The GT-R does feel its age inside though, where it’s miles off the pace compared to a modern design, and – oddly – it doesn’t actually feel as fast as it is, so hushed is the engine by the twin turbos forcing air into it.

It is though, an absolutely cult car, helped hugely by Nissan’s partnership with all manner of racing game developers which has immortalised the GT-R in pixels, but it’s also a car that seems to rarely feature in Lego form.

Previous bloggee (and one half of Master MOCers LegoExotics) Jens Matuschek has decided a Lego version was way overdue, and he’s built a spectacular replica of the GT-R in 2008 NISMO specification. The car features opening doors, hood and trunk, and includes a beautifully detailed engine and interior.

There are loads more superb images available to view at both MOCpages and Flickr – click the links to see the full Nissan GT-R NISMO gallery.

Lego Nissan GT-R NISMO

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Featured TFOL: Marco. QM

Lego Nissan Skyline GTR

You thought we’d forgotten about the ‘Featured TFOL’ (Teen Fan of Lego) feature didn’t you? Well you’re right. We had. But it’s back!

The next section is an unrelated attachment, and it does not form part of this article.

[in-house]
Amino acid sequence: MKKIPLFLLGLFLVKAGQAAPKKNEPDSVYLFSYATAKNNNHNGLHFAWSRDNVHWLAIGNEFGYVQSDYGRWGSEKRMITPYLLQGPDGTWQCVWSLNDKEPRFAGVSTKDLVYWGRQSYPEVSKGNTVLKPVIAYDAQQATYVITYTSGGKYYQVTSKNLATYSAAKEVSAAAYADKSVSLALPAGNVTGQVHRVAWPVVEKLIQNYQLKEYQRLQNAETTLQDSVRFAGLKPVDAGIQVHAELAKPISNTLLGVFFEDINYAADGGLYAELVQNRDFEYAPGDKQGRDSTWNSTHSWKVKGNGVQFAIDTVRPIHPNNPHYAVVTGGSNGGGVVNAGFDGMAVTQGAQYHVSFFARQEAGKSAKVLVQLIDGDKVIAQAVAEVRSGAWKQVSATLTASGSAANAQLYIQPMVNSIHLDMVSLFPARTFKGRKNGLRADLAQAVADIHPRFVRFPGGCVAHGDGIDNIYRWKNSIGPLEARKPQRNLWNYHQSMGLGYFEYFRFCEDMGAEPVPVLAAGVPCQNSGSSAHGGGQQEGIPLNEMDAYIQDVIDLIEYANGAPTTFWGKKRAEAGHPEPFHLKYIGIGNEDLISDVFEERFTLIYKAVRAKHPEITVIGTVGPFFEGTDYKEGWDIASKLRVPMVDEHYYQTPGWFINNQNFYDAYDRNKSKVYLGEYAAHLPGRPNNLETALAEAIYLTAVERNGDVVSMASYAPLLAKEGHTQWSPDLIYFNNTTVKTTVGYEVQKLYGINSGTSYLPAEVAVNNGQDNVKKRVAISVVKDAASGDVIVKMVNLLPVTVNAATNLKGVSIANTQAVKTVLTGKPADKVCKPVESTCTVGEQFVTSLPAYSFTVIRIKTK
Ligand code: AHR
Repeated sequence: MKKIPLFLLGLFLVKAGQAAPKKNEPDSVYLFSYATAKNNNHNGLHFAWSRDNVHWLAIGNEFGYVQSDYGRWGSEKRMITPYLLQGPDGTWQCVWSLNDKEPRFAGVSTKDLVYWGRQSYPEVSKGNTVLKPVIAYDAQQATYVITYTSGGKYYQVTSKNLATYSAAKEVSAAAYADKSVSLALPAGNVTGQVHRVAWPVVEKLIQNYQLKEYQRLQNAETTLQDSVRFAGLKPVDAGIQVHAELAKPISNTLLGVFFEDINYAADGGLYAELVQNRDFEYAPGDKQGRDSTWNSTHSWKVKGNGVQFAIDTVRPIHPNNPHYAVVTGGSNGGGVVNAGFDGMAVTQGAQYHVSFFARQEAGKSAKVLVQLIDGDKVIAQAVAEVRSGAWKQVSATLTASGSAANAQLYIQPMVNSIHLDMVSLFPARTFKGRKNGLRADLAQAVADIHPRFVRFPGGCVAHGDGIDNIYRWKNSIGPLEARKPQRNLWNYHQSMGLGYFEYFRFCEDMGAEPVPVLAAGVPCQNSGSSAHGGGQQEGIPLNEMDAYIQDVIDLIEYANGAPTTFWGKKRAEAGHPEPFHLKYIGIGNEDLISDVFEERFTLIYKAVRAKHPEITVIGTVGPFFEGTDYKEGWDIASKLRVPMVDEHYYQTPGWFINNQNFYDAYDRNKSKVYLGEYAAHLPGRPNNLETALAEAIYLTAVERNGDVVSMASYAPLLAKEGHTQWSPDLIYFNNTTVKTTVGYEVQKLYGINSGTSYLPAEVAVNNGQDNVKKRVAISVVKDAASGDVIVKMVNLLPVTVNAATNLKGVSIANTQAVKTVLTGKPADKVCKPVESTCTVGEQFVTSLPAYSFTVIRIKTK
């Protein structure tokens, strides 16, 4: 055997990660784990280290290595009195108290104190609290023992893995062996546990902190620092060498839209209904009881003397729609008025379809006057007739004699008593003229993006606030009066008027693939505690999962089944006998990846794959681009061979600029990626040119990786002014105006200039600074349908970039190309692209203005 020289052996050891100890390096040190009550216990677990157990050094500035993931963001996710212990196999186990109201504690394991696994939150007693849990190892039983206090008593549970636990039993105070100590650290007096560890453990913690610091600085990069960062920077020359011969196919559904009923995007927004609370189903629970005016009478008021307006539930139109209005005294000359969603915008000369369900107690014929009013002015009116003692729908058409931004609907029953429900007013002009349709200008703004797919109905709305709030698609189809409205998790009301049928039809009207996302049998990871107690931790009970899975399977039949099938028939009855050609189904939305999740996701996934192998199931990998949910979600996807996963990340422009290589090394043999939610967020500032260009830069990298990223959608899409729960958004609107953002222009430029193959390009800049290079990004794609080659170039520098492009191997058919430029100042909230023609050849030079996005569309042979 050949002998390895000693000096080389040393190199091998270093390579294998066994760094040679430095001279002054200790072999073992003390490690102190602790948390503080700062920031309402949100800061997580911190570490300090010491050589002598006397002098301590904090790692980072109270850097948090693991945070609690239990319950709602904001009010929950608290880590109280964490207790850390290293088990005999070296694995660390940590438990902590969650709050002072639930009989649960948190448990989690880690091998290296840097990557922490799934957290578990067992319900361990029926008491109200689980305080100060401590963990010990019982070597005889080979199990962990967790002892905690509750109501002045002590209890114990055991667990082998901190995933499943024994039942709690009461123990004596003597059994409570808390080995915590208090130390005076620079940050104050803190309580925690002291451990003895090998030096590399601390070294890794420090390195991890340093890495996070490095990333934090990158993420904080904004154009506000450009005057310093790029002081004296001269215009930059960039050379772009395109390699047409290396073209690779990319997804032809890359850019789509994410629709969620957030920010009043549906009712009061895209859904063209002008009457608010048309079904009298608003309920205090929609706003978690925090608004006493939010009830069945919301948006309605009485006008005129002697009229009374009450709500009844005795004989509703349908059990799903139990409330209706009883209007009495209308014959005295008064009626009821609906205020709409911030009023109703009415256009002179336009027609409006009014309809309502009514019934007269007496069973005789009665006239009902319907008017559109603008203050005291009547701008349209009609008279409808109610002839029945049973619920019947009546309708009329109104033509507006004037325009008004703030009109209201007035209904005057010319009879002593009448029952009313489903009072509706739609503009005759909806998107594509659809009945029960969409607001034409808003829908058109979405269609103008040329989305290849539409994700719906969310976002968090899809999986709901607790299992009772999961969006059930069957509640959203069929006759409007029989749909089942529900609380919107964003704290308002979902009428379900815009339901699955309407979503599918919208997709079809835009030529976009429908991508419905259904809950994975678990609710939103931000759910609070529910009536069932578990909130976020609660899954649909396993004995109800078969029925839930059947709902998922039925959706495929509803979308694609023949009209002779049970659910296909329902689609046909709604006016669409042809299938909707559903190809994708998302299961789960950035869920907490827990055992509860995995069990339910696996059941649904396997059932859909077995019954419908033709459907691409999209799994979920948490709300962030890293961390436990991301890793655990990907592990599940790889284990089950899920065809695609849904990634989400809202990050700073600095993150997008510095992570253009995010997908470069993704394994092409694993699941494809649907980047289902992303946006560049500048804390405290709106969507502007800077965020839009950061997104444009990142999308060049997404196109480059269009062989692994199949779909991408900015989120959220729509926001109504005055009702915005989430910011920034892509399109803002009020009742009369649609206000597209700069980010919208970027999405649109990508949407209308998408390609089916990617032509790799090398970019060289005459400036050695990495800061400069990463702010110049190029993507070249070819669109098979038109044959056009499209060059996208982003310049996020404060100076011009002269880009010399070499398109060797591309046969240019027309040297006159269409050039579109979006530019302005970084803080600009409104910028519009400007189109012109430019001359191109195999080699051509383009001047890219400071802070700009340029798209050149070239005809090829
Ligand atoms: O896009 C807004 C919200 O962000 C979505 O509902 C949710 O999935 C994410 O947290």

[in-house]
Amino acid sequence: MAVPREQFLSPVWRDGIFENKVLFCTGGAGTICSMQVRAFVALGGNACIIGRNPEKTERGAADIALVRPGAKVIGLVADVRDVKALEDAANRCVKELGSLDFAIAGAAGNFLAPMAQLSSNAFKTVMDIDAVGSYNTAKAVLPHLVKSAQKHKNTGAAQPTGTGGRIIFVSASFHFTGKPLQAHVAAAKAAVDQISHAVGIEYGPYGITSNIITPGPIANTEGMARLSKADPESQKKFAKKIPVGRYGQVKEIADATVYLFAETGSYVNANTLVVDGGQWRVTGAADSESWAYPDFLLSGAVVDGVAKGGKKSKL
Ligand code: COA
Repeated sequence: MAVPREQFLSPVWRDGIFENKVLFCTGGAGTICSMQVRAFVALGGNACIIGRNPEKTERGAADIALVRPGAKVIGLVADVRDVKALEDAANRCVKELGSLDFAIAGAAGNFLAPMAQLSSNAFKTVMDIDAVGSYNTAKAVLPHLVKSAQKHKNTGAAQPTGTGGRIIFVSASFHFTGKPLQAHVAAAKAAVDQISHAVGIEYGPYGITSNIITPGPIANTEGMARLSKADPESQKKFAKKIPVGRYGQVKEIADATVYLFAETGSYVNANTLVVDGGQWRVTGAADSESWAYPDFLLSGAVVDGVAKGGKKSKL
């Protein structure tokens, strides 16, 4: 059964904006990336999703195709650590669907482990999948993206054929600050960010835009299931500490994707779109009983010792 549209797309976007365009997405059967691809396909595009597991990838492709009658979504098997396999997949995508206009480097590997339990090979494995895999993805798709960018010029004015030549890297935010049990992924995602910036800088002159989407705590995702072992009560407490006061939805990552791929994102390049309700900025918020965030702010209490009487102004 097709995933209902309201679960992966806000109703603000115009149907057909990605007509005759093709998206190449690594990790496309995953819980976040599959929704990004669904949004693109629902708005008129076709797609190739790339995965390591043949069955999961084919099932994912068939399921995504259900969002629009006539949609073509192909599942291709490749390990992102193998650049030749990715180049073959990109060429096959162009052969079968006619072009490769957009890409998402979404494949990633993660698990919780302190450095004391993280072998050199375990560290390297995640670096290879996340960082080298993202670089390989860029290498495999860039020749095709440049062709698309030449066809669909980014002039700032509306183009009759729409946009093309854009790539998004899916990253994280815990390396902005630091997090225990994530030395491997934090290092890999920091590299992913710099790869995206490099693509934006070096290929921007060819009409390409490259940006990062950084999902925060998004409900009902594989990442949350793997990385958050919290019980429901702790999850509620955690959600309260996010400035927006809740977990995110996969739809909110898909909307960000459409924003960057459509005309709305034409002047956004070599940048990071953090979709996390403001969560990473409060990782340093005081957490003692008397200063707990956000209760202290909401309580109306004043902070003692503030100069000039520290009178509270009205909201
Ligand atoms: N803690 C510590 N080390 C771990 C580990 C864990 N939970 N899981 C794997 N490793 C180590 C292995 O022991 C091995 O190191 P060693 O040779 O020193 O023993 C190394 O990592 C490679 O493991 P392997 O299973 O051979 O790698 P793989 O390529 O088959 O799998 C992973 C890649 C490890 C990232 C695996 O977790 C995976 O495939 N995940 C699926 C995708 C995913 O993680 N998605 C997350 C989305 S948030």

Here at The Lego Car Blog we have quite a strict criteria that must be met before a model is published. However occasionally we bend the rules just a little if a model is close, and if the builder is unlikely to have a billion bricks at their disposal. A Teen Fan of Lego for example.

Today’s featured builder is Marco. qm, who has been building cars for a little while. He’s also entered the recent Review My Set competition and suggested models himself via the Feedback and Submission Suggestions page. All of that is very nice, but it doesn’t earn a spot here. However, this does; his excellent Nissan Skyline GT-R R34.